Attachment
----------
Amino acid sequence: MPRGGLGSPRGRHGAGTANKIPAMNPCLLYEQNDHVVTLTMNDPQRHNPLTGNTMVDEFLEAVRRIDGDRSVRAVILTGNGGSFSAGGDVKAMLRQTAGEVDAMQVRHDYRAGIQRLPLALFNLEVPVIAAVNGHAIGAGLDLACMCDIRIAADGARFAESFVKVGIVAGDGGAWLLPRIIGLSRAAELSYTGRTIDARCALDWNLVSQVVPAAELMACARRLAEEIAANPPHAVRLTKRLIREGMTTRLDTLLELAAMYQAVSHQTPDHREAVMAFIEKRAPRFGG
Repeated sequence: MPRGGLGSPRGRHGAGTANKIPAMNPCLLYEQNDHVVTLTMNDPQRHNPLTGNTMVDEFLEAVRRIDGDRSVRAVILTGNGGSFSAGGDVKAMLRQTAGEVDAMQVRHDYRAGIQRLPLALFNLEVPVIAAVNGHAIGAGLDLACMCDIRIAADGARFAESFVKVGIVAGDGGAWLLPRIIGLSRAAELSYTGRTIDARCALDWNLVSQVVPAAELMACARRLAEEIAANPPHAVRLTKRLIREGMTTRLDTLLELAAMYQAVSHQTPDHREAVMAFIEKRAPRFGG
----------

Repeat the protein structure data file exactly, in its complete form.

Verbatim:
Amino acid sequence: MPRGGLGSPRGRHGAGTANKIPAMNPCLLYEQNDHVVTLTMNDPQRHNPLTGNTMVDEFLEAVRRIDGDRSVRAVILTGNGGSFSAGGDVKAMLRQTAGEVDAMQVRHDYRAGIQRLPLALFNLEVPVIAAVNGHAIGAGLDLACMCDIRIAADGARFAESFVKVGIVAGDGGAWLLPRIIGLSRAAELSYTGRTIDARCALDWNLVSQVVPAAELMACARRLAEEIAANPPHAVRLTKRLIREGMTTRLDTLLELAAMYQAVSHQTPDHREAVMAFIEKRAPRFGG
Repeated sequence: MPRGGLGSPRGRHGAGTANKIPAMNPCLLYEQNDHVVTLTMNDPQRHNPLTGNTMVDEFLEAVRRIDGDRSVRAVILTGNGGSFSAGGDVKAMLRQTAGEVDAMQVRHDYRAGIQRLPLALFNLEVPVIAAVNGHAIGAGLDLACMCDIRIAADGARFAESFVKVGIVAGDGGAWLLPRIIGLSRAAELSYTGRTIDARCALDWNLVSQVVPAAELMACARRLAEEIAANPPHAVRLTKRLIREGMTTRLDTLLELAAMYQAVSHQTPDHREAVMAFIEKRAPRFGG